Putin’s barbarism in Ukraine highlights Russia’s war imports

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Photo from INQUIRER.net file

MANILA, Philippines — As Vladimir Putin steps up his unprovoked invasion of Ukraine, his regime is making its chilling presence felt in the variety of weaponry, further proving Russia’s status as the world’s second largest exporter of weapons in the world.

On February 24, Putin launched the invasion of Ukraine, calling it “special military operations”.

In the past 22 days, since Putin ignored international pleas and flouted global standards in his quest to conquer Ukraine, a former Soviet republic, the Russian dictator has shown he is more than willing to use deadly force and start a terrorist war against millions of people.

According to experts, among the list of lethal weapons that Russia has used or could be used against Ukraine were thermobaric launchers or “vacuum bombs” – considered by many to be one of the most brutal weapons ever. existed – cluster bombs, fighter jets and nuclear weapons.

READ: Putin puts nuclear deterrent on high alert as West rallies to Ukraine

Such a list of weapons also backed up figures from the Stockholm International Peace Research Institute (SIPRI), which named Russia the second-largest arms exporter worldwide between 2017 and 2021.

SIPRI is an independent international institute dedicated to research on conflict, armaments, arms control and disarmament. It was established in 1966 and has since provided data, analysis and recommendations based on open sources.

what russia sells

GRAPHIC: Ed Lustan

Russia, under Putin, was responsible for 18.6% of the total 136 billion arms exported or sold worldwide from 2017 to 2021, and at least 24.1% of the total 142 billion arms exported worldwide between 2012 and 2016.

READ: Putin’s war on Ukraine draws attention to global arms trade

In this article, INQUIRER.net takes a close look at Russia’s main customers, the weapons and price tags attached to the arms trade, and how the murderous business has influenced consumer countries’ stance on Putin’s aggression. in Ukraine.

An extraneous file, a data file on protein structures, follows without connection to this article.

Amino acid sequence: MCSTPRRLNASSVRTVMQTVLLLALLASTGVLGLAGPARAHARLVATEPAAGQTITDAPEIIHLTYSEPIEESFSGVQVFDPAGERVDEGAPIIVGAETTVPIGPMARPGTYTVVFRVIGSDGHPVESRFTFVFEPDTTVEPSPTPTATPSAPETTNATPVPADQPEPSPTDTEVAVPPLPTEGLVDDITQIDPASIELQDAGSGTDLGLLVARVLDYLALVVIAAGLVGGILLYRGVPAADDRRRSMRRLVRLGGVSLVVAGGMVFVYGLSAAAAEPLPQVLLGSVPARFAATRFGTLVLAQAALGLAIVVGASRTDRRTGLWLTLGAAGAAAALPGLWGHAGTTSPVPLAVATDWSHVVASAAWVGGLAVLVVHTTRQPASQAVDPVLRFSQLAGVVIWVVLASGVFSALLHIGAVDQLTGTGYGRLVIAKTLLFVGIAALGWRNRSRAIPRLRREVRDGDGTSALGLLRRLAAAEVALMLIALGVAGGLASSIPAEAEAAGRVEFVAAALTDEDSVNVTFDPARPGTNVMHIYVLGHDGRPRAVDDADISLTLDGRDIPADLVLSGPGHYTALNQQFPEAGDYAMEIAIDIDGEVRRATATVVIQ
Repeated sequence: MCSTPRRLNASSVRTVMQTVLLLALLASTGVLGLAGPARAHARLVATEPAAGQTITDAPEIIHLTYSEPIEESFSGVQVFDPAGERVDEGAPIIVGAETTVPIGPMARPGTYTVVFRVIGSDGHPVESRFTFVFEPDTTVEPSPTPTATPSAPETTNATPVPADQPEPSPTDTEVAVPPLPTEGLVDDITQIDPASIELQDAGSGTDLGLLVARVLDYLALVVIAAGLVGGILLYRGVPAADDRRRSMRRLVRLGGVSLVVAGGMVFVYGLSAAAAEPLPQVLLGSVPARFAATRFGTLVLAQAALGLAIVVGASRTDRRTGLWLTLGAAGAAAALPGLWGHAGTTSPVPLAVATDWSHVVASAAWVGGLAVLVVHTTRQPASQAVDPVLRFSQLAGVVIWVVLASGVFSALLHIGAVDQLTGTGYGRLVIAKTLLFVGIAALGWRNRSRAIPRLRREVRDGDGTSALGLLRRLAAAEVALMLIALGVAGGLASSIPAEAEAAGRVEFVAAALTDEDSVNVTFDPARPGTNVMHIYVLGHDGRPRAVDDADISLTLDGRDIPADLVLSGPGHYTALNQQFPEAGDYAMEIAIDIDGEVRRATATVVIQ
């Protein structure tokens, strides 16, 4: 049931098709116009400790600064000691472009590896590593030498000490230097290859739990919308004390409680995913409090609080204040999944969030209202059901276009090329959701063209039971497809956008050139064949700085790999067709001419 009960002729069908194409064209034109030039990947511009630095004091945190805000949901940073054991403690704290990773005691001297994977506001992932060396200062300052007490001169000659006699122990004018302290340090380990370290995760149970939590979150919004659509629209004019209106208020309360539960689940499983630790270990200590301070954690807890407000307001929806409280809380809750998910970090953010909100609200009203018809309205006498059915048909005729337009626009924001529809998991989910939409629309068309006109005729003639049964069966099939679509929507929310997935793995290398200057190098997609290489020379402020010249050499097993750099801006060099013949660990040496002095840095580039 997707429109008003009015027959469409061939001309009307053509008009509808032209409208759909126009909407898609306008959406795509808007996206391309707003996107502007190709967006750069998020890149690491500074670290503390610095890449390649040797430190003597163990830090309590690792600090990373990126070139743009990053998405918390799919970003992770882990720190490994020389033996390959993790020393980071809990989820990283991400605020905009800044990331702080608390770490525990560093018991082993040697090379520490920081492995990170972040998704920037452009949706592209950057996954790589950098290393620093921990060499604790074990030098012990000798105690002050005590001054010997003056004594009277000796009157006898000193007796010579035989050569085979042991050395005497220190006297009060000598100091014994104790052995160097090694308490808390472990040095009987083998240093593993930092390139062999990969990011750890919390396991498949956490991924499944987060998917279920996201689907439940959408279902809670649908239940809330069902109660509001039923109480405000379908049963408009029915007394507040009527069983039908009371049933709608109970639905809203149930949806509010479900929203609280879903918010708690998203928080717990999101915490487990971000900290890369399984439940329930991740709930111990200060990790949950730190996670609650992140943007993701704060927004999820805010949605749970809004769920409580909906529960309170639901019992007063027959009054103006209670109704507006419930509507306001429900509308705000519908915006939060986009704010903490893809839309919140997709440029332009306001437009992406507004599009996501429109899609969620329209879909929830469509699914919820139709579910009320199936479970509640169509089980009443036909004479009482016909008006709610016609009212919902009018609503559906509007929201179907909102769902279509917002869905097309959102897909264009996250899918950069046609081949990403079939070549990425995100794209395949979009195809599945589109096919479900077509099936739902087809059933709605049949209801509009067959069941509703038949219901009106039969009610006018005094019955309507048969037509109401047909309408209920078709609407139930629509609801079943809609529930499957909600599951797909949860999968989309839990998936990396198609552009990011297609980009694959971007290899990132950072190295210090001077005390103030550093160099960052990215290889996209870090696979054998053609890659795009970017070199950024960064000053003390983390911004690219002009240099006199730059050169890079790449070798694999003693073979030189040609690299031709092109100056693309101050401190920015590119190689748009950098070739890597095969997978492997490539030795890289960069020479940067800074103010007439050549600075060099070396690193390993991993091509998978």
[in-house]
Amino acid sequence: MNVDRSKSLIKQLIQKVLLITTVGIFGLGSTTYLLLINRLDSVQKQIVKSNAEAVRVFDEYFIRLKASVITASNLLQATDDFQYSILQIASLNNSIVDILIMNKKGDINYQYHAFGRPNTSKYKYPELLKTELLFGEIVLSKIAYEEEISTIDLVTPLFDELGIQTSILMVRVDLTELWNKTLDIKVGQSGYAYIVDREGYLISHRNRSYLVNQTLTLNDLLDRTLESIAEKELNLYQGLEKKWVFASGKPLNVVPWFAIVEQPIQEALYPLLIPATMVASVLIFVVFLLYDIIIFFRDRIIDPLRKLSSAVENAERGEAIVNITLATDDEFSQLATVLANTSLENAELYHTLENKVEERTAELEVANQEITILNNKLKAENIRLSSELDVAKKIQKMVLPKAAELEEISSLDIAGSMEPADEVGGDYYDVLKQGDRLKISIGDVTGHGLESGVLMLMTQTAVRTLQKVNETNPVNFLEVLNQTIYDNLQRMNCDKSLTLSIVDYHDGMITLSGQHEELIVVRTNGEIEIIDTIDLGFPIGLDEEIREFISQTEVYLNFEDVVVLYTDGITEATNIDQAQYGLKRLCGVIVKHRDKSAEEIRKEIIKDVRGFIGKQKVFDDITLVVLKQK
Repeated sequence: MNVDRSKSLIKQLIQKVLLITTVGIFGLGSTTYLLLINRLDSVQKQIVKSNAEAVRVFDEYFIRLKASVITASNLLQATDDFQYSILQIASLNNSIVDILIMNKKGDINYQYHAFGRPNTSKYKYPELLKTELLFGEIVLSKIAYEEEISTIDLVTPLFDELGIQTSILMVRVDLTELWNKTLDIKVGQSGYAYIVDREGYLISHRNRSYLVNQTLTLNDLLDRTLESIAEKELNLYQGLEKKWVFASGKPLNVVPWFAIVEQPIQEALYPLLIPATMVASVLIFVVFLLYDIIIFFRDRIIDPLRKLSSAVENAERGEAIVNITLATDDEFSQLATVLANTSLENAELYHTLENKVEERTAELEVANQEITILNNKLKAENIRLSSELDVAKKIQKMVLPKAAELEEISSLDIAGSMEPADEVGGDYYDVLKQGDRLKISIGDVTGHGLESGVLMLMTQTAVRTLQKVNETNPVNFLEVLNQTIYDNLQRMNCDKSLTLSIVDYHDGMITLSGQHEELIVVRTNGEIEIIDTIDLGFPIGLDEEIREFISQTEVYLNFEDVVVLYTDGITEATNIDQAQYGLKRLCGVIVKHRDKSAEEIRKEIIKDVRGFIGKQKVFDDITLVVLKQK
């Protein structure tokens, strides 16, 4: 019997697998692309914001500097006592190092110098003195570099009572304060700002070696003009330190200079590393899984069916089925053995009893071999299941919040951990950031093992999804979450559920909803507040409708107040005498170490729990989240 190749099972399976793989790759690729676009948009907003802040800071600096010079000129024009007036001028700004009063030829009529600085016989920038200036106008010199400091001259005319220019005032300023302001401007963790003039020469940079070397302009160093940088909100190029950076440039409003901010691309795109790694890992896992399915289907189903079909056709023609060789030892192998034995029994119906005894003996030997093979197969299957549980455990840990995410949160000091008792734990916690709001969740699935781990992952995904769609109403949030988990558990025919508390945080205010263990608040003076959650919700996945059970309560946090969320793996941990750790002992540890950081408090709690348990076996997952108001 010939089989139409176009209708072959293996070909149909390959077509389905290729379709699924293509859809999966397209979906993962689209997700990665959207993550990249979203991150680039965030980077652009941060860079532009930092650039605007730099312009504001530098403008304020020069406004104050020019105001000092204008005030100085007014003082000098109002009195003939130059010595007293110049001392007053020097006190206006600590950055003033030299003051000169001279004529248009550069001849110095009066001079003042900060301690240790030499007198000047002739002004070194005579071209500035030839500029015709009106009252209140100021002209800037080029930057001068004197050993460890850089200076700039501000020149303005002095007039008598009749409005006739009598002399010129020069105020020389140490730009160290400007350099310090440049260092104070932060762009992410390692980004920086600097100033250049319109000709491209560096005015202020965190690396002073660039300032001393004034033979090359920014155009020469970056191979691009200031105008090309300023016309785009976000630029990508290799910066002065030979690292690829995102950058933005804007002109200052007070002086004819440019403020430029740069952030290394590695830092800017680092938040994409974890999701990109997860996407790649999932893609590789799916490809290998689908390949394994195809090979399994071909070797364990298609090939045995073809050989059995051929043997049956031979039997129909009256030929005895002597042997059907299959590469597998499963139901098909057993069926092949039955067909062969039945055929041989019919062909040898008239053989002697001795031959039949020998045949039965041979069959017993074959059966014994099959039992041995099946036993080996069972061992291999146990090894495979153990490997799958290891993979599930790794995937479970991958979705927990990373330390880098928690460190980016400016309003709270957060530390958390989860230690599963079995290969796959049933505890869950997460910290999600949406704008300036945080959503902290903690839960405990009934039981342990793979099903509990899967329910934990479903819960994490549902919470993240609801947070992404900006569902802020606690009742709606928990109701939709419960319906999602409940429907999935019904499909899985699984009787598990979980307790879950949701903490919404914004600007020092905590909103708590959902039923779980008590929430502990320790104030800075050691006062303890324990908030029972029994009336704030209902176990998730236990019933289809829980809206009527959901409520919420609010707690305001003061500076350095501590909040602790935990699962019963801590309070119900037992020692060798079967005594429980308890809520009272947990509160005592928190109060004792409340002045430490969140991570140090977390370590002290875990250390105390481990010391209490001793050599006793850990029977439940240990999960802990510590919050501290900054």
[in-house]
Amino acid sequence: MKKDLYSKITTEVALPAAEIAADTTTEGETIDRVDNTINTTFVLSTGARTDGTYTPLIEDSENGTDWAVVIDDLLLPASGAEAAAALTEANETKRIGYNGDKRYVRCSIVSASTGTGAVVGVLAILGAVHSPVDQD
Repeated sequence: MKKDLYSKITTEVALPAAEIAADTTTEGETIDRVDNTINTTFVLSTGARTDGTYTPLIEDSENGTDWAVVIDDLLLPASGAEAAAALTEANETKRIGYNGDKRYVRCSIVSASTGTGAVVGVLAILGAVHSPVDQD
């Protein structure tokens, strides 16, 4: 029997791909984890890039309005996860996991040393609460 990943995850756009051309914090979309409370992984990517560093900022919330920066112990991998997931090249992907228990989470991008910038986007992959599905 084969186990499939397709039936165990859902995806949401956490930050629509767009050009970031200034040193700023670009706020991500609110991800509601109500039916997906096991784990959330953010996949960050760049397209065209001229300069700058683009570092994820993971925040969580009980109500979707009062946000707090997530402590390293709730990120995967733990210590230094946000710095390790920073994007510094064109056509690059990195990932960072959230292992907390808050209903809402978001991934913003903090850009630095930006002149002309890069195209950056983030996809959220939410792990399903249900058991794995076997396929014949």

Russia’s Best Customers

According to an analysis by consumer society Statista of data available from SIPRI, a huge share of the total 25,293,000,000 weapons exported by Russia from 2017 to 2021 were sold to the following countries:

  • India: 27.9% or about 7,068,000,000 military equipment
  • China: 21.1% or about 5,337,000,000 military equipment
  • Egypt: 12.6% or approximately 3,195,000,000 military equipment
  • Algeria: 11.2% or approximately 2,833,000,000 military equipment
  • Vietnam: 4% or about 1,016,000,000 military equipment
  • Kazakhstan: 4% or approximately 1,001,000,000 military equipment
  • Iraq: 2.9% or approximately 726,000,000 military equipment
  • Belarus: 2.8% or approximately 696,000,000 military equipment
  • Angola: 1.5% or approximately 376,000,000 military equipment
  • Turkey: 1.4% or approximately 344,000,000 military equipment

India, Russia’s defense industry’s biggest customer, was also the world’s largest arms importer between 2017 and 2021, and was responsible for 11.3% of the world’s total arms imports as of today. during the same period.

Russia's largest arms buyer

GRAPHIC: Ed Lustan

Two of Russia’s biggest arms trade customers – Egypt and China – were also on the list of the world’s biggest arms importers for the past five years, as analyzed by Statista in a report. separate report.

READ: The biggest arms importers in the world

The Philippines was not included in SIPRI’s arms transfer database of Russia’s arms exports between 2017 and 2021, although in 2017 Russia – whose leader Putin was previously described by President Rodrigo Duterte as his “favorite hero” – gave the country several guns, including:

  • 5,000 Kalashnikov AK-74M assault rifles
  • a million cartridges
  • 20 army trucks
  • 5,000 steel helmets